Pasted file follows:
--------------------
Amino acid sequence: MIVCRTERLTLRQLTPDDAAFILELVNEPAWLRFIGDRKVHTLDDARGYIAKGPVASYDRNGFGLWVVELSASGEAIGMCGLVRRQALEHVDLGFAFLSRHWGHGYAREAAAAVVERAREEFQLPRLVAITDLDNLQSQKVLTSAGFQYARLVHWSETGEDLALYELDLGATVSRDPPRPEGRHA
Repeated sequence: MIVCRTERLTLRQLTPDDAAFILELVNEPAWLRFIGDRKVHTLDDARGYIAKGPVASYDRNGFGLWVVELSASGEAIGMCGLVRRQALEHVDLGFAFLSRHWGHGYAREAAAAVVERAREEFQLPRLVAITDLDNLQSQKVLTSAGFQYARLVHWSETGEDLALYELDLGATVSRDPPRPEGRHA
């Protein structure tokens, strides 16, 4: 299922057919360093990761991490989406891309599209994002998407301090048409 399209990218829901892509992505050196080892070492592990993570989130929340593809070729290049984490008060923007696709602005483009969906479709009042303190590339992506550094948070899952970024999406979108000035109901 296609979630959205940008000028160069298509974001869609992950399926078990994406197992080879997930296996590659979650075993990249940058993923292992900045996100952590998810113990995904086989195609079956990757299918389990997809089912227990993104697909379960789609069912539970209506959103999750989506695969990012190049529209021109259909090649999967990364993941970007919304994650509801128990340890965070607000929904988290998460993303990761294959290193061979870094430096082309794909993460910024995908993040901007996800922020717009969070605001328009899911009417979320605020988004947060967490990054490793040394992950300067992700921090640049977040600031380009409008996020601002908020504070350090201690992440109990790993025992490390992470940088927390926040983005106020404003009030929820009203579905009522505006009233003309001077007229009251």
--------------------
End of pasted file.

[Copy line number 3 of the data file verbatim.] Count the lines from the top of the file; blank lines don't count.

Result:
């Protein structure tokens, strides 16, 4: 299922057919360093990761991490989406891309599209994002998407301090048409 399209990218829901892509992505050196080892070492592990993570989130929340593809070729290049984490008060923007696709602005483009969906479709009042303190590339992506550094948070899952970024999406979108000035109901 296609979630959205940008000028160069298509974001869609992950399926078990994406197992080879997930296996590659979650075993990249940058993923292992900045996100952590998810113990995904086989195609079956990757299918389990997809089912227990993104697909379960789609069912539970209506959103999750989506695969990012190049529209021109259909090649999967990364993941970007919304994650509801128990340890965070607000929904988290998460993303990761294959290193061979870094430096082309794909993460910024995908993040901007996800922020717009969070605001328009899911009417979320605020988004947060967490990054490793040394992950300067992700921090640049977040600031380009409008996020601002908020504070350090201690992440109990790993025992490390992470940088927390926040983005106020404003009030929820009203579905009522505006009233003309001077007229009251």